K. Healan Gaston’s Imagining Judeo-Christian America deserves a very broad readership indeed. It will soon be canonical in a variety of fields: students interested in any aspect of religion in twentieth-century America will cite it, and many may pull on its threads for their own research projects. It introduces a vocabulary for thinking about religion and democracy in the United States that should become standard in journalism and in scholarly literature. Its narrative is handled with such skill and grace that it possesses a rare generative power.
Imagining Judeo-Christian America tells the story of how the contest over the meaning of the United States has been mediated, since the early 1930s, through a contest over the meaning of the phrase “Judeo-Christian.” Instead of describing the sides of this contest as one between tolerant and intolerant folks, or between universalists and particularists, or between secularists and dogmatists—each of these pairs only calls attention to its own inadequacy—Gaston helpfully names the sides “pluralist” and “exceptionalist.” The former “grounded democracy in religious diversity and intellectual freedom” and used “Judeo-Christian” as a way to bring out the expansive sense of US citizenship (p. 12). The latter argued repeatedly that Judaism and Christianity were “exceptional in their ability to provide the core tenets of democracy” and so for them, “Judeo-Christian” served as a term that crystallized their distance from their enemies, whether those enemies were totalitarians or secularists (p. 287).
This means that the field of “Judeo-Christian” is a variable one. How does this change how we might think of the term? As an example, take Arthur Cohen (where is the dissertation on him?), who famously wrote in 1969 that the Judeo-Christian tradition was a myth, and indeed that it was only “in our time that its mythic reality can be scrutinized.” Gaston would not, I think, disagree with Cohen that the Judeo-Christian tradition is a myth; she would, however, disagree with his implication in the phrase “its mythic reality” that it is a single myth with a stable essence. To say, as Cohen did, that “there can be no free Jewish reality as long as it is obliged in dialectical relation and tension with Christian history” was certainly a riposte to Christians’ attempts to determine Jews, both culturally and politically, in American history. But as Gaston points out in her brief treatment of Cohen, Cohen himself sought to replace that myth with a new one, centered on a “Judeo-Christian humanism” that placed him alongside other Jewish liberals in the mid-twentieth century (p. 214). As a result, Cohen’s work on the Judeo-Christian is best understood as an intervention that sought to replace one myth of the Judeo-Christian with another.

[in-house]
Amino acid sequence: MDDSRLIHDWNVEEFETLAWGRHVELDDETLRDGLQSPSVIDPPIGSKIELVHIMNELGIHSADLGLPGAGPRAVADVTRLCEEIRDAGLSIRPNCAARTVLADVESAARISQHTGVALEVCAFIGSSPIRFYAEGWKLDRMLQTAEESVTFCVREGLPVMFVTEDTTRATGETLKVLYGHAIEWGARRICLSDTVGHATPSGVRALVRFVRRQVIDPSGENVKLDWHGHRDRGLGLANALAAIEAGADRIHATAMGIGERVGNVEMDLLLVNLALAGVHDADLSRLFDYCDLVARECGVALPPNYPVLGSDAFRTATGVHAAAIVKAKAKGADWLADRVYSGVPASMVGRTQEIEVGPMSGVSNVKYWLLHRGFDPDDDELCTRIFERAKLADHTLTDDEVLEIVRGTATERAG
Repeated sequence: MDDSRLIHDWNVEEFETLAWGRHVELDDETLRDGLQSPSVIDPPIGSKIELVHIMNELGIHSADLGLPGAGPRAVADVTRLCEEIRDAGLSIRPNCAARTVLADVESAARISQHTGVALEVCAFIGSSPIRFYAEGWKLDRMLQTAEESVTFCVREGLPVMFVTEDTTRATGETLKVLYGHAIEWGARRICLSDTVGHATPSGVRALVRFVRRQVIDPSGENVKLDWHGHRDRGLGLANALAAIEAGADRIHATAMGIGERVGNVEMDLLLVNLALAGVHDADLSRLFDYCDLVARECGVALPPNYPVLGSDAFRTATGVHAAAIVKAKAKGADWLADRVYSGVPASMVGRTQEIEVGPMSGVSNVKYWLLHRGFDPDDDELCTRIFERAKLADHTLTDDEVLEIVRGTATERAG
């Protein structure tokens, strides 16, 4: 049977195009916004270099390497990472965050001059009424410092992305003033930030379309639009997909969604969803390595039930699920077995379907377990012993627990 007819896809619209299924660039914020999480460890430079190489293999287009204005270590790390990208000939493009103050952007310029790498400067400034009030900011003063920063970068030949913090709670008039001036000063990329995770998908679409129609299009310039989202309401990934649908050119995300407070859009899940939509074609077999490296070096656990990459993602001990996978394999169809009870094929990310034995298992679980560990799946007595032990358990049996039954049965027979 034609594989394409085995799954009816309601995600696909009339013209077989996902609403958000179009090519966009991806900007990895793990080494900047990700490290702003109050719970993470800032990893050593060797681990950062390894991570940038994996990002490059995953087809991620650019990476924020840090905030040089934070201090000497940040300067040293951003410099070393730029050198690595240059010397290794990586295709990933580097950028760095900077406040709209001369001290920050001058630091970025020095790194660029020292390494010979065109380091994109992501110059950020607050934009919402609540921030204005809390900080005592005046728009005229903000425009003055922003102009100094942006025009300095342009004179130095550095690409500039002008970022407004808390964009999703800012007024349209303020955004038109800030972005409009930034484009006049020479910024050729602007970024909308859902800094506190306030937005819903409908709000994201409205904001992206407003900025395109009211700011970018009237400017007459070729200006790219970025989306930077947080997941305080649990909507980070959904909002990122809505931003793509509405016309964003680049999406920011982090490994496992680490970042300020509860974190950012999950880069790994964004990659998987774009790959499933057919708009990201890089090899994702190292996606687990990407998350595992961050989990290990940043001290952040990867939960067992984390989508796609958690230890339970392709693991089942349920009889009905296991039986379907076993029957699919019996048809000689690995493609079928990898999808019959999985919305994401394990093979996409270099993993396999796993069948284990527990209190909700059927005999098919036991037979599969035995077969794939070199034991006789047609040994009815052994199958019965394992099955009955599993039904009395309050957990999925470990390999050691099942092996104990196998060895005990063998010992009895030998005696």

The story that Gaston tells—in the service of her overarching thesis that the history of the term suggests that “the emergence of a new, more fluid understanding of religion and public life will spawn a sustained backlash”—is fascinating and persuasive on every page (p. 273). Much of the data of Imagining Judeo-Christian America involves Protestant-Catholic divides or worries that Christians have about the inhospitability of the public square. Those details might not interest all readers of H-Judaic (although they should), but the story that Gaston does tell about American Judaism is one that, in my view, most insistently raises Cohen’s question about the possibility of a free Jewish reality. How much agency did Jews have in making a home for themselves in the discourse of America? How constrained were they by their Christian neighbors?